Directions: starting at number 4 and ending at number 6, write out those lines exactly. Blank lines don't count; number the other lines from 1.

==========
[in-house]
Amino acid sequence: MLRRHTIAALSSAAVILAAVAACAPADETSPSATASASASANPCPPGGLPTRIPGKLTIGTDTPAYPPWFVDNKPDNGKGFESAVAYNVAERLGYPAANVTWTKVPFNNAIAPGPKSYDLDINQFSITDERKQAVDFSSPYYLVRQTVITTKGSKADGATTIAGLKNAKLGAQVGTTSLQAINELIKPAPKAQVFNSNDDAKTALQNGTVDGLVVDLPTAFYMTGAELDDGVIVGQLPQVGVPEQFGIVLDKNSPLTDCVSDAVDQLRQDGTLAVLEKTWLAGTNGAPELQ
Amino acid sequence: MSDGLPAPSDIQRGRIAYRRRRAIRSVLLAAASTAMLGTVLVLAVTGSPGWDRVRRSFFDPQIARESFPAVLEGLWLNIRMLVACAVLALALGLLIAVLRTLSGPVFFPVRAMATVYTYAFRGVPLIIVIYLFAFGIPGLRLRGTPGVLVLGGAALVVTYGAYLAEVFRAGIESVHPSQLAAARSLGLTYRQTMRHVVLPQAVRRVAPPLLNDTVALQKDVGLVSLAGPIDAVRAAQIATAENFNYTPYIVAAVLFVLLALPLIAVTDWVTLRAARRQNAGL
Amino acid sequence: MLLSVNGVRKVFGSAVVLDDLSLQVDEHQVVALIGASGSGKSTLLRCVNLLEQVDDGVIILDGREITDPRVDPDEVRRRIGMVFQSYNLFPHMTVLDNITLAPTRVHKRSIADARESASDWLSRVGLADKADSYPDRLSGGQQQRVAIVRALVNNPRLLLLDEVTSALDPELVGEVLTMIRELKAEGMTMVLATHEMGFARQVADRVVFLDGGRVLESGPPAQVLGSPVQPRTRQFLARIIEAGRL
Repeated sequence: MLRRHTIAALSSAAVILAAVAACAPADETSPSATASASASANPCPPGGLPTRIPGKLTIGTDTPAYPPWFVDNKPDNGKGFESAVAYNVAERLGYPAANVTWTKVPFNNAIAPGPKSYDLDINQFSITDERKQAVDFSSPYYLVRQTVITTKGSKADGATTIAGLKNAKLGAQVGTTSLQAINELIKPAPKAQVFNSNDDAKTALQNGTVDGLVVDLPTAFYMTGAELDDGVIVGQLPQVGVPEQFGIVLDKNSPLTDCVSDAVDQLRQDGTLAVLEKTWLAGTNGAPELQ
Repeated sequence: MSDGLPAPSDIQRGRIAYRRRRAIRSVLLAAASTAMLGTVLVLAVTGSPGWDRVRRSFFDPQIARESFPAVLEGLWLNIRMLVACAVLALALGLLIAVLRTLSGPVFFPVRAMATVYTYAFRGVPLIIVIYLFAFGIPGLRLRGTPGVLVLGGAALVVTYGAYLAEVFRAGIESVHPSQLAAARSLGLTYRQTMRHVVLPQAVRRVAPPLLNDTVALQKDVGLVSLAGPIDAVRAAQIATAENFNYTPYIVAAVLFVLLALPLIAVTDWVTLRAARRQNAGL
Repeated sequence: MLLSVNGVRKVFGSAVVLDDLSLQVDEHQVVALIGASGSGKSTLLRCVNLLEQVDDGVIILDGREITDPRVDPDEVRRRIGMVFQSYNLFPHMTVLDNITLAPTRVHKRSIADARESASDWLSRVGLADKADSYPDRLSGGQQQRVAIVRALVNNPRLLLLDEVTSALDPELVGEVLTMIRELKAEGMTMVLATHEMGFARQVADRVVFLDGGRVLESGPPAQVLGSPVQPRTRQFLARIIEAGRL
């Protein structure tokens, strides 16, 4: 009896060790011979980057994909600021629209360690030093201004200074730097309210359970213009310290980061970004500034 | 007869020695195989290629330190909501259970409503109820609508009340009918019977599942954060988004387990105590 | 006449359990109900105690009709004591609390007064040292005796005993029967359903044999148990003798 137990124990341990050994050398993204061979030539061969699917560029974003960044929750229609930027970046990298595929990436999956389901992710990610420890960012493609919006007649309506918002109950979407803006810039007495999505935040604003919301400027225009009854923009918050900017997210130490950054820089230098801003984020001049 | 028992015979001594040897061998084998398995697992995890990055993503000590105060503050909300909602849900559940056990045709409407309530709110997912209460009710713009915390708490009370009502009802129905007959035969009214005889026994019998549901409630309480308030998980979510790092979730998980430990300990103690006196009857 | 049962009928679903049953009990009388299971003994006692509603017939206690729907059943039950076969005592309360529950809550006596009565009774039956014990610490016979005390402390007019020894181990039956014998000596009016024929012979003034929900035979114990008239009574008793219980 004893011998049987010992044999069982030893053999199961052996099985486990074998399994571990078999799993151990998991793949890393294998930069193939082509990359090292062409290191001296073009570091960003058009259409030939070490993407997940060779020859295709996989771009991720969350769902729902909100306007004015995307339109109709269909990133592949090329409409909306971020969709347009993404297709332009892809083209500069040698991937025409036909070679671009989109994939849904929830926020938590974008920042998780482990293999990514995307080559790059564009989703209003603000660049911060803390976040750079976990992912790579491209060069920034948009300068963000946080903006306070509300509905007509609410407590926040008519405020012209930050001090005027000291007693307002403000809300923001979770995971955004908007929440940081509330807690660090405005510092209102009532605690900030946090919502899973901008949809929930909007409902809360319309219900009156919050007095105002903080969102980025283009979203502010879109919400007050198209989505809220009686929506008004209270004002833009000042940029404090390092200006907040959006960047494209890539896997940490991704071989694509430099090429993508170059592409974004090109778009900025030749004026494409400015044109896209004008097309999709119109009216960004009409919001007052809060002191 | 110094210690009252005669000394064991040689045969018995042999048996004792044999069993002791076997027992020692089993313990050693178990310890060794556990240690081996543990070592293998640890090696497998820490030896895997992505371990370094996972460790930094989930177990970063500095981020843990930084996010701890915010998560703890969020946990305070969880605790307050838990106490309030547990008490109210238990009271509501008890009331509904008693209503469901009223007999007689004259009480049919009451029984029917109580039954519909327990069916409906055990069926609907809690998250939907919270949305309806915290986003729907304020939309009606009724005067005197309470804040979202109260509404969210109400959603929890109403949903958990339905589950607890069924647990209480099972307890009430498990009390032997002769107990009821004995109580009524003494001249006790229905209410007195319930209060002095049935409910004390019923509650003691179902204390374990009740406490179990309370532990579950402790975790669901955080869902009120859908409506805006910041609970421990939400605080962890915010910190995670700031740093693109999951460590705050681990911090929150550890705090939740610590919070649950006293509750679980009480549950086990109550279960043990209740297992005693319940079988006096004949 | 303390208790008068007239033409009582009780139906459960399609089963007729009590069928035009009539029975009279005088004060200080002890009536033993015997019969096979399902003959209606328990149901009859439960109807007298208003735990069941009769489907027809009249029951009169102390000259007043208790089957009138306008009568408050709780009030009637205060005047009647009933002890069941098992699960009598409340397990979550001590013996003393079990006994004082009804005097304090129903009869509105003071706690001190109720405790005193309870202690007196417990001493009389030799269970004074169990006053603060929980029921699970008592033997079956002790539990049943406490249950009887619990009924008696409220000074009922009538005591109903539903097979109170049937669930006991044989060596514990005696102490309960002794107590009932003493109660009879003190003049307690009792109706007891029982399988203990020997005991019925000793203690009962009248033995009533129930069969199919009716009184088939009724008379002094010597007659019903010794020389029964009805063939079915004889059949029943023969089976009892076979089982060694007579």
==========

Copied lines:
Amino acid sequence: MLLSVNGVRKVFGSAVVLDDLSLQVDEHQVVALIGASGSGKSTLLRCVNLLEQVDDGVIILDGREITDPRVDPDEVRRRIGMVFQSYNLFPHMTVLDNITLAPTRVHKRSIADARESASDWLSRVGLADKADSYPDRLSGGQQQRVAIVRALVNNPRLLLLDEVTSALDPELVGEVLTMIRELKAEGMTMVLATHEMGFARQVADRVVFLDGGRVLESGPPAQVLGSPVQPRTRQFLARIIEAGRL
Repeated sequence: MLRRHTIAALSSAAVILAAVAACAPADETSPSATASASASANPCPPGGLPTRIPGKLTIGTDTPAYPPWFVDNKPDNGKGFESAVAYNVAERLGYPAANVTWTKVPFNNAIAPGPKSYDLDINQFSITDERKQAVDFSSPYYLVRQTVITTKGSKADGATTIAGLKNAKLGAQVGTTSLQAINELIKPAPKAQVFNSNDDAKTALQNGTVDGLVVDLPTAFYMTGAELDDGVIVGQLPQVGVPEQFGIVLDKNSPLTDCVSDAVDQLRQDGTLAVLEKTWLAGTNGAPELQ
Repeated sequence: MSDGLPAPSDIQRGRIAYRRRRAIRSVLLAAASTAMLGTVLVLAVTGSPGWDRVRRSFFDPQIARESFPAVLEGLWLNIRMLVACAVLALALGLLIAVLRTLSGPVFFPVRAMATVYTYAFRGVPLIIVIYLFAFGIPGLRLRGTPGVLVLGGAALVVTYGAYLAEVFRAGIESVHPSQLAAARSLGLTYRQTMRHVVLPQAVRRVAPPLLNDTVALQKDVGLVSLAGPIDAVRAAQIATAENFNYTPYIVAAVLFVLLALPLIAVTDWVTLRAARRQNAGL